How Education intersects with Intergenerational Adolescent Pregnancy in Brazil

This current event post is contributed by Kate. What is the media saying about children with special needs? Preview this new article and then contribute to the discussion questions posed. Thank you and enjoy!

Link to the article –

When looking over Vandyworld, I was immediately drawn to your visit to Brazil. I had the opportunity to visit Brazil for ten days during my fall semester in Argentina. If you left the States on the 21st, then we actually overlapped time in Rio without knowing it. I spent four days in Salvador and six in Rio de Janeiro. Rio is a dream. The mountains, the beach, the food, the people, the weather – I quickly fell in love. However, it is impossible to think of Rio without considering  a feature that dominates the city almost as much as the white beaches: the favelas. Looking out the window as our plane landed, I was stunned. It was an endless urban sea. There were miles and miles of houses stacked on top of each other that look like colorful postcard from a distance. This couldn’t be further from the truth. Anyone who has visited a favela, kept up with the news, or at least seen “City of God” can attest.
The sheer number of people living in such a small place poses problems. Then, extreme poverty, lack of property ownership, and a large drug trade come into the forefront. Not far behind, is the relationship between education and pregnancy. As you stated in the November 16th blog post, “Eve described that one of their primary goals was to increase the average age of first pregnancy in the favela. When the Center first began, Eve said that women in the favela typically became pregnant at age 14, and that they have shifted the average age to 21. She said they feel this is still too young, because young women will not have had the opportunity at age 21 to have completed college.”
The article found that the level of education in young women and men is an important factor in the repetition of adolescent fertility across generations. Poverty is perpetuated because pregnancy interrupts a woman’s schooling and reduces their chance of entering the job market. This applies specifically to Brazil. “Both women and men were more likely to have had an early pregnancy experience if their mother had had a child before age 20 (odds ratios, 2.0 and 2.3, respectively).” When young people have greater access to education, they also have improved opportunities to avoid early childbearing.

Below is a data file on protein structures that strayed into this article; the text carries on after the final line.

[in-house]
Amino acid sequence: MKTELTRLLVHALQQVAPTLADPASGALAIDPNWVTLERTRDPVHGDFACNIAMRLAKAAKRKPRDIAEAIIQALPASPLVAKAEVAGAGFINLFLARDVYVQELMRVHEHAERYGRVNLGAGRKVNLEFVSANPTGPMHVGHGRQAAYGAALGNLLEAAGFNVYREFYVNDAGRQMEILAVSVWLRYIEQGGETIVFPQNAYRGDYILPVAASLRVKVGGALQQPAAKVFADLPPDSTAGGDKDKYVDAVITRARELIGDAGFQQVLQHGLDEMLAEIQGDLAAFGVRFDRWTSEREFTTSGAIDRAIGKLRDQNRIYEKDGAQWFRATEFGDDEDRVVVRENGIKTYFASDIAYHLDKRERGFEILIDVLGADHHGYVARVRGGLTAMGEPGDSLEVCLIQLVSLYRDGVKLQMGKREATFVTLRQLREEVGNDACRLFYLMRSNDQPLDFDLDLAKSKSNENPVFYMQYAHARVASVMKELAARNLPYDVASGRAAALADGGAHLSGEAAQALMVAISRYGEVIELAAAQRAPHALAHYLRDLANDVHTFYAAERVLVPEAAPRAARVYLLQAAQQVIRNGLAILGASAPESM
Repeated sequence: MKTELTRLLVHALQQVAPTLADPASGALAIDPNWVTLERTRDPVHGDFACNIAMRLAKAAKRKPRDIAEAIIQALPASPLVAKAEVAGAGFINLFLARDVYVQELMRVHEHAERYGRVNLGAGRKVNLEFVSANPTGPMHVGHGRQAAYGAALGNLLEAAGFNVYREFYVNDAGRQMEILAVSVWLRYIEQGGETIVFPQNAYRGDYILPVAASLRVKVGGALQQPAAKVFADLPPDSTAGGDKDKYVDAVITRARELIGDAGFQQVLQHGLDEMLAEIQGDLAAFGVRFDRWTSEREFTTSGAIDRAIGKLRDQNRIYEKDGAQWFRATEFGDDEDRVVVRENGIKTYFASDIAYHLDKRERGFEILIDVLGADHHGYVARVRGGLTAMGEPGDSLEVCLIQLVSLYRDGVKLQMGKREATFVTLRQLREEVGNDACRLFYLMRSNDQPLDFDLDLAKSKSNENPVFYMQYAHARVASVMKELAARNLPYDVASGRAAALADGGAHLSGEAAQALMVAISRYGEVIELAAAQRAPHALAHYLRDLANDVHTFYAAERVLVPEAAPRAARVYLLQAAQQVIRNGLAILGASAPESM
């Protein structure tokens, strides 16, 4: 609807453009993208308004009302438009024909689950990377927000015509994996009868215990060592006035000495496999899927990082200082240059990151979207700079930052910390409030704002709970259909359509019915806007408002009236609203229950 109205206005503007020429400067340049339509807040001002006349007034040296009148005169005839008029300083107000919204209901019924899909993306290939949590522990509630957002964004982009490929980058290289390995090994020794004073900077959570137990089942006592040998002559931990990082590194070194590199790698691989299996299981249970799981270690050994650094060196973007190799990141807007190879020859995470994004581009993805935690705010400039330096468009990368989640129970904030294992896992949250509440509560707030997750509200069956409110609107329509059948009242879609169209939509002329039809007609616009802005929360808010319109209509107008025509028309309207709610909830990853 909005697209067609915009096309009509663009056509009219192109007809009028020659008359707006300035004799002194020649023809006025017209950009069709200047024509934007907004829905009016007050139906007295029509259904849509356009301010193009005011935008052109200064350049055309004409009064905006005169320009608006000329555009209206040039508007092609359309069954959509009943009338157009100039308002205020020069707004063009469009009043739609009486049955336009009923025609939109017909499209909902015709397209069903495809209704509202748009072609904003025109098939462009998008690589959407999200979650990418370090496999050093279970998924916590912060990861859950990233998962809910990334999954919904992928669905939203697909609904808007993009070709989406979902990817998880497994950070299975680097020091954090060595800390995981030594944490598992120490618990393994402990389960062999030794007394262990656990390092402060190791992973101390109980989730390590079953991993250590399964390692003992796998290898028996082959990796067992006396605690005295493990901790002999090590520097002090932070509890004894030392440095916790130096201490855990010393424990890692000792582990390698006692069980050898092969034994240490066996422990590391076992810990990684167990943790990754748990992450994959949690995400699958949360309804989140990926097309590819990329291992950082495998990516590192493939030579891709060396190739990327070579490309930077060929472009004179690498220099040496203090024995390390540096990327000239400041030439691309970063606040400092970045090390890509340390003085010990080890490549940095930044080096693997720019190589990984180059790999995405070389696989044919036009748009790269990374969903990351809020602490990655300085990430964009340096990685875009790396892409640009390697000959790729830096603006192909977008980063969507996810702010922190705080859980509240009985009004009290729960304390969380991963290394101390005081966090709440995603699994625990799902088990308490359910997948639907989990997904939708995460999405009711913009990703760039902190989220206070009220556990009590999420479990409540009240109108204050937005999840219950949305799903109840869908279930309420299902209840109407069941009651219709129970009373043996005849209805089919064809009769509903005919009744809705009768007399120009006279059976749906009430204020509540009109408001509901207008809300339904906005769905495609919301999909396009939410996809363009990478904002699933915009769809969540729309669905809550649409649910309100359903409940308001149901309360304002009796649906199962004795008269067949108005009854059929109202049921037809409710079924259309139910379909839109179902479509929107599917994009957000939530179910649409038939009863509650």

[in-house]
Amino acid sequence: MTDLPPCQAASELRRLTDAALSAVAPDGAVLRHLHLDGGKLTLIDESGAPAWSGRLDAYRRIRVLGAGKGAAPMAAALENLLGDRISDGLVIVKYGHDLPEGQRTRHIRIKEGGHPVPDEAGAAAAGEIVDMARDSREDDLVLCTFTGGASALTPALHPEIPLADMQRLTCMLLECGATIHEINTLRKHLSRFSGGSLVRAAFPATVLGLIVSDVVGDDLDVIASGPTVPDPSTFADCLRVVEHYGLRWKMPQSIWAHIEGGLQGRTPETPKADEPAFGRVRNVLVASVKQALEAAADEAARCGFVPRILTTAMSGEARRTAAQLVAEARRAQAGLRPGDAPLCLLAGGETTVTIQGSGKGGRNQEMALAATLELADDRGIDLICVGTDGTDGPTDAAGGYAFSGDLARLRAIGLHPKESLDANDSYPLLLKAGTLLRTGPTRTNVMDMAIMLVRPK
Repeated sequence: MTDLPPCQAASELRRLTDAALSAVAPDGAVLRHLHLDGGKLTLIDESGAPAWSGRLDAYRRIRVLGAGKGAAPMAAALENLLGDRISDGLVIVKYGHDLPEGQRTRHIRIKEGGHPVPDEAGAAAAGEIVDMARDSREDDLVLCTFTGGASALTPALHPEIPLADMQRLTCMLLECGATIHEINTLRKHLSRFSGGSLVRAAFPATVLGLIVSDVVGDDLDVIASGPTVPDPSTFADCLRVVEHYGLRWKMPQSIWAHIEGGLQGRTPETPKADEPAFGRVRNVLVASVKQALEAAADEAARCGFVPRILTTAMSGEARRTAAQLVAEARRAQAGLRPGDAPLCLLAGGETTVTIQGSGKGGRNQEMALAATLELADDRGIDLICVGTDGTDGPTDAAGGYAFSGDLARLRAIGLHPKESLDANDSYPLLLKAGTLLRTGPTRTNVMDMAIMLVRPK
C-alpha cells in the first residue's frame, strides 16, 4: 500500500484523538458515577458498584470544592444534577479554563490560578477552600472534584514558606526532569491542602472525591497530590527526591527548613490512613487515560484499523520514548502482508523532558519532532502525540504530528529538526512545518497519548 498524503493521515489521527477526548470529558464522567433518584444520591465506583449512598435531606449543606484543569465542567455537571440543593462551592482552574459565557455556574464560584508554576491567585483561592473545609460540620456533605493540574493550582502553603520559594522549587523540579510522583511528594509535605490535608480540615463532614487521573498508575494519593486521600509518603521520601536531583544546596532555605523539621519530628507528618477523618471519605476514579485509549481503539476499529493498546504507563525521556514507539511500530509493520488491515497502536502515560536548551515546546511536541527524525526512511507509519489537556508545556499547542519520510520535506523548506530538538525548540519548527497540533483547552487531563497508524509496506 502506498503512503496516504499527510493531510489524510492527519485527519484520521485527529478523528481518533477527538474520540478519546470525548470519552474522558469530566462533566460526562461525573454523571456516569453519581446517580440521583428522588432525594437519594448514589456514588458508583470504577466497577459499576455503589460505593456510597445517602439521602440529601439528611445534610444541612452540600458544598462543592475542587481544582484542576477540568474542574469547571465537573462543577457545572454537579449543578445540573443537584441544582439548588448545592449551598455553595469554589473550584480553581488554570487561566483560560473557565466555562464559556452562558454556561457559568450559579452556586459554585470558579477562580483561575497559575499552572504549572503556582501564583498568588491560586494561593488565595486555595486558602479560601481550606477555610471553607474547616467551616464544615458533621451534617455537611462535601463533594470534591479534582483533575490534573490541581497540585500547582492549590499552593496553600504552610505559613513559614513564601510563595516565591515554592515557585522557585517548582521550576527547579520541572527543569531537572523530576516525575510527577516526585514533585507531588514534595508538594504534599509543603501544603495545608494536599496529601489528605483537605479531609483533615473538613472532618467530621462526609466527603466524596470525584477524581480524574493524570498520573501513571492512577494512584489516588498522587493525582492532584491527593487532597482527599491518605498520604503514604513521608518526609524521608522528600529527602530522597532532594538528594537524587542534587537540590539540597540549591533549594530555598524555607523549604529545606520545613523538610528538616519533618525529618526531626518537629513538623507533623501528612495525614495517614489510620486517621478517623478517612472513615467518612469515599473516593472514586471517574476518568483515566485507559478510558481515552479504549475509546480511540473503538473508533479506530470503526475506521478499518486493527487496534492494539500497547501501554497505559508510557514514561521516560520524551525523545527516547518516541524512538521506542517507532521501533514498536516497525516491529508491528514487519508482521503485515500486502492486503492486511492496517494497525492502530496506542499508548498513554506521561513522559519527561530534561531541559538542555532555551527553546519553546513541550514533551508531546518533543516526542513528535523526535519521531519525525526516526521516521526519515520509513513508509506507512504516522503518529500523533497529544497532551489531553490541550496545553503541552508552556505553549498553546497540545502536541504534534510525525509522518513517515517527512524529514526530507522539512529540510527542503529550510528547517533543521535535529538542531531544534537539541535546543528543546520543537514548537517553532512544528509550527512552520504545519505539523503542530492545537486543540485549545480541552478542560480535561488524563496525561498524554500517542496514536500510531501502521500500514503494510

The AfroReggae Cultural Group in Vigário Geral and subsequently in other locations is the backbone that can be crucial in people living in the area’s lives. The social, musical, educational, and training programs are vital to the community, both in the unification of inhabitants and in the preservation of culture.
Some questions to think about…

  1. Education clearly makes a world of difference lowering the birth rate. Is this more effective when the source is internal or external? Can some of the largest favelas in Rio generate programs to address this problem? Where could funds come from?
  2. How could one address the juxtaposition of the favela to more developed areas of the city? Where does one begin to bridge the gap?
  3. With the World Cup and the 2016 Olympics quickly approaching, all eyes will be on Rio. Will these statistics (average age of childbirth is 21) hold up under a global stage of scrutiny?

One thought on “How Education intersects with Intergenerational Adolescent Pregnancy in Brazil

  1. It seems like one of the best ways to counteract this cycle would be to provide better resources to students in school and to work on keeping them from dropping out. Perhaps more emotional support services and academic resources could keep students performing well in school and would help them stay in school. Teachers should also be looking out for students that may be struggling academically, emotionally or with attendance and refer them for services. Sex education could also help decrease early pregnancy through spreading awareness. Schools could also provide women’s health centers, defense courses, supports for continuing education while pregnant, and perhaps daycares. All of these though require more funds than are probably available. Wealthier neighborhoods could potentially set up mentor programs for younger students, thus supplying them with someone they can trust and someone who is in school (hopefully) to look up to.

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